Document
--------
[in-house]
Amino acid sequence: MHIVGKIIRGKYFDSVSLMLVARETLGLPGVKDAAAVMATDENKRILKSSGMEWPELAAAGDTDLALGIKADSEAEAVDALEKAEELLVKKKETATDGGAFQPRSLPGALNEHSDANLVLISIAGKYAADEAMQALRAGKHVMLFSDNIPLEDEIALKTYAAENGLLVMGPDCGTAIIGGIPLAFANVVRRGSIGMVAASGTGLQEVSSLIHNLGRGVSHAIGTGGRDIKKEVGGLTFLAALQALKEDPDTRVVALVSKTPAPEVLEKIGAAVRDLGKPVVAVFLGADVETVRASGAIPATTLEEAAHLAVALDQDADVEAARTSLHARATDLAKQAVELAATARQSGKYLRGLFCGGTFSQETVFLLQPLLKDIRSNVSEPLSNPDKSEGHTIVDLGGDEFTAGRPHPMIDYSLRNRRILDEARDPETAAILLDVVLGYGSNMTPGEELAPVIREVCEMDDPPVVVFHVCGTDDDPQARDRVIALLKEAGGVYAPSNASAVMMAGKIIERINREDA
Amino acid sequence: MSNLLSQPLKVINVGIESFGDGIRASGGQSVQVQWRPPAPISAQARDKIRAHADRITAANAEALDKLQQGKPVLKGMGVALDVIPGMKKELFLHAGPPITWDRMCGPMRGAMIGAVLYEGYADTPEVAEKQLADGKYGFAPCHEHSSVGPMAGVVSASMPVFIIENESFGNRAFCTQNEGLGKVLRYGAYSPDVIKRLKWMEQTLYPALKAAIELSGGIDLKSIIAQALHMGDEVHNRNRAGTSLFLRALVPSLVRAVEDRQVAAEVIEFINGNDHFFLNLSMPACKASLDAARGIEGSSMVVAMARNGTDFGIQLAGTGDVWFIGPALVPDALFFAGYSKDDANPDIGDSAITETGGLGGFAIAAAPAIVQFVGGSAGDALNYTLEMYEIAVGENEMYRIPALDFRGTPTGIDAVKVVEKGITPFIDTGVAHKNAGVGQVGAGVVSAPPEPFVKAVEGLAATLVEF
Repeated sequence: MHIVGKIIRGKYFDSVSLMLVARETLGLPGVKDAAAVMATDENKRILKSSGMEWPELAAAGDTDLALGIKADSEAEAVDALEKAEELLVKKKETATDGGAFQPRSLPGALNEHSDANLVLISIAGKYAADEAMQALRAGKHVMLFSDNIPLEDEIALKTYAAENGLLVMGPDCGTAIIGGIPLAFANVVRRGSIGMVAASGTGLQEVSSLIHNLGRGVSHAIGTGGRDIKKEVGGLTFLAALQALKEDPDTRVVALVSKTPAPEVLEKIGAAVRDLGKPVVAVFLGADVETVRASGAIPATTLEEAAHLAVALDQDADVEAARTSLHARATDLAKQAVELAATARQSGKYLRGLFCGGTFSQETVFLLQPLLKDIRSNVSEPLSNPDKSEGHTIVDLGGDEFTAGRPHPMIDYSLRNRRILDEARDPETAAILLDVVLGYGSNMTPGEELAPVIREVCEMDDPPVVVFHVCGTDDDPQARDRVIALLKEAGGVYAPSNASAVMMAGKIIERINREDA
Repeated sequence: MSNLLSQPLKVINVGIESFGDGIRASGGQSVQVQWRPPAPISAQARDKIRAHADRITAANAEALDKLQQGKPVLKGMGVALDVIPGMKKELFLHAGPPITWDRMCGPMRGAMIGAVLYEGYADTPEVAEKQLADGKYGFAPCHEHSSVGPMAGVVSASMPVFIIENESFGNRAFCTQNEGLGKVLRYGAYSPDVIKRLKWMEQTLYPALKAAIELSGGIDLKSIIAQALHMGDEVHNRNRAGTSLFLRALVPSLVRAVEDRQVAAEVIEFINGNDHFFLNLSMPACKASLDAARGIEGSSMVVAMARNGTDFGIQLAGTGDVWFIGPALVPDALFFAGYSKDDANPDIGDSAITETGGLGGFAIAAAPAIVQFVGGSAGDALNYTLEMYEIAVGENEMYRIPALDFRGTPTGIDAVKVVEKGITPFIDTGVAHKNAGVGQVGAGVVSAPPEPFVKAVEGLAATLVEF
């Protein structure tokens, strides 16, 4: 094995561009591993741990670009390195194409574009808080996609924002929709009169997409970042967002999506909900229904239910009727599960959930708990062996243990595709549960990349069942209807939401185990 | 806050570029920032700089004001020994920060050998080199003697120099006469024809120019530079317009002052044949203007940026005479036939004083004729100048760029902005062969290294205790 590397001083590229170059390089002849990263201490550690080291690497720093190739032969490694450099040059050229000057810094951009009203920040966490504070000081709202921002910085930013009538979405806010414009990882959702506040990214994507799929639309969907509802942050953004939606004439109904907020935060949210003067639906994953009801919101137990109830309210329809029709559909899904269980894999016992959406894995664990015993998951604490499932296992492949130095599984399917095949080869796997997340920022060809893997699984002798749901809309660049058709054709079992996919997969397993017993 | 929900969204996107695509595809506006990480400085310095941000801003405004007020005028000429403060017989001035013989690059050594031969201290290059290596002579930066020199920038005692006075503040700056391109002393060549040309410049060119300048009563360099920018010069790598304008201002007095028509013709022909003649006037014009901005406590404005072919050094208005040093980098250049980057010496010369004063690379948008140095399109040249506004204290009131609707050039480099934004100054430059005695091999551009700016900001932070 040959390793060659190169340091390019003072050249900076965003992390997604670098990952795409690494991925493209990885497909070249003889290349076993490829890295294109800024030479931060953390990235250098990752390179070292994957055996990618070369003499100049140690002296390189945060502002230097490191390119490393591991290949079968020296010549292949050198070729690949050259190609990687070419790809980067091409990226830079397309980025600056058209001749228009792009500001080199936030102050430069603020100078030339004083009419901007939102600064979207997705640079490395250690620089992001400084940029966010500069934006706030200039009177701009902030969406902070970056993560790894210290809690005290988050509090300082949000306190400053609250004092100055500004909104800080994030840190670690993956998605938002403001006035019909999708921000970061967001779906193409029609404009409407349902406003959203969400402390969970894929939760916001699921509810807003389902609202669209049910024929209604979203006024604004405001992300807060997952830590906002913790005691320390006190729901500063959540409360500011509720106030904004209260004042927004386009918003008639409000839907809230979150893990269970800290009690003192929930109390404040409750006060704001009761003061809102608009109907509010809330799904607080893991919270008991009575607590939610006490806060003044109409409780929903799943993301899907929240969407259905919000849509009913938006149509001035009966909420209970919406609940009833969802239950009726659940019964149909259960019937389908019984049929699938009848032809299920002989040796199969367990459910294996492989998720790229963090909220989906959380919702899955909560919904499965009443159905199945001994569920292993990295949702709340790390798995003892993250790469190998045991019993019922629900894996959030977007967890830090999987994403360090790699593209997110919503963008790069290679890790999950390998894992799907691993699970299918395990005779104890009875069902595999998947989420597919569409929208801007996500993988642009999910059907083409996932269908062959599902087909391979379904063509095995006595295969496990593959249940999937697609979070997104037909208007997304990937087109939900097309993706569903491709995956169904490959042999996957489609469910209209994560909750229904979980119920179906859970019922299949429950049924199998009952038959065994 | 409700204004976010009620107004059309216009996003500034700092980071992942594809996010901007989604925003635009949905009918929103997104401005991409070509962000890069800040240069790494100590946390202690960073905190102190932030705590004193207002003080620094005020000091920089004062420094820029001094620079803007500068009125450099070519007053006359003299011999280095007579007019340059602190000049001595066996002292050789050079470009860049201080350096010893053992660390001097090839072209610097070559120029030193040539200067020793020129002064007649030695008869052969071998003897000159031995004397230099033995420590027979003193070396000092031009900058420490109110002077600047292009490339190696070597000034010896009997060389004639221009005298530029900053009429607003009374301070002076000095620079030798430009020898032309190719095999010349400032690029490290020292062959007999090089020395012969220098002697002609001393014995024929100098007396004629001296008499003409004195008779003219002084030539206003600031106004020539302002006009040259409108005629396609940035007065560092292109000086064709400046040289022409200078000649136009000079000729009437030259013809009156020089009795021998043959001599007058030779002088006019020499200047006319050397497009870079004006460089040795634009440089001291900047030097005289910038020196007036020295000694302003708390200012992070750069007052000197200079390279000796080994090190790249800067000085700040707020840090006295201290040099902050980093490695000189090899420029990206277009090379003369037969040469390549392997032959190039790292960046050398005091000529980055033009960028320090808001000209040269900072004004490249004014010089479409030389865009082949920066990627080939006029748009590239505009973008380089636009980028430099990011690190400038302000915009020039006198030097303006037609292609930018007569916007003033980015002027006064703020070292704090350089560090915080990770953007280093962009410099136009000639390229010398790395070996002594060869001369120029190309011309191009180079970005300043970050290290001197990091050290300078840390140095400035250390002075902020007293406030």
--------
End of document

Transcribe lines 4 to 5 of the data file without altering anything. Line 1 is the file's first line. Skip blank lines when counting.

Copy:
Repeated sequence: MHIVGKIIRGKYFDSVSLMLVARETLGLPGVKDAAAVMATDENKRILKSSGMEWPELAAAGDTDLALGIKADSEAEAVDALEKAEELLVKKKETATDGGAFQPRSLPGALNEHSDANLVLISIAGKYAADEAMQALRAGKHVMLFSDNIPLEDEIALKTYAAENGLLVMGPDCGTAIIGGIPLAFANVVRRGSIGMVAASGTGLQEVSSLIHNLGRGVSHAIGTGGRDIKKEVGGLTFLAALQALKEDPDTRVVALVSKTPAPEVLEKIGAAVRDLGKPVVAVFLGADVETVRASGAIPATTLEEAAHLAVALDQDADVEAARTSLHARATDLAKQAVELAATARQSGKYLRGLFCGGTFSQETVFLLQPLLKDIRSNVSEPLSNPDKSEGHTIVDLGGDEFTAGRPHPMIDYSLRNRRILDEARDPETAAILLDVVLGYGSNMTPGEELAPVIREVCEMDDPPVVVFHVCGTDDDPQARDRVIALLKEAGGVYAPSNASAVMMAGKIIERINREDA
Repeated sequence: MSNLLSQPLKVINVGIESFGDGIRASGGQSVQVQWRPPAPISAQARDKIRAHADRITAANAEALDKLQQGKPVLKGMGVALDVIPGMKKELFLHAGPPITWDRMCGPMRGAMIGAVLYEGYADTPEVAEKQLADGKYGFAPCHEHSSVGPMAGVVSASMPVFIIENESFGNRAFCTQNEGLGKVLRYGAYSPDVIKRLKWMEQTLYPALKAAIELSGGIDLKSIIAQALHMGDEVHNRNRAGTSLFLRALVPSLVRAVEDRQVAAEVIEFINGNDHFFLNLSMPACKASLDAARGIEGSSMVVAMARNGTDFGIQLAGTGDVWFIGPALVPDALFFAGYSKDDANPDIGDSAITETGGLGGFAIAAAPAIVQFVGGSAGDALNYTLEMYEIAVGENEMYRIPALDFRGTPTGIDAVKVVEKGITPFIDTGVAHKNAGVGQVGAGVVSAPPEPFVKAVEGLAATLVEF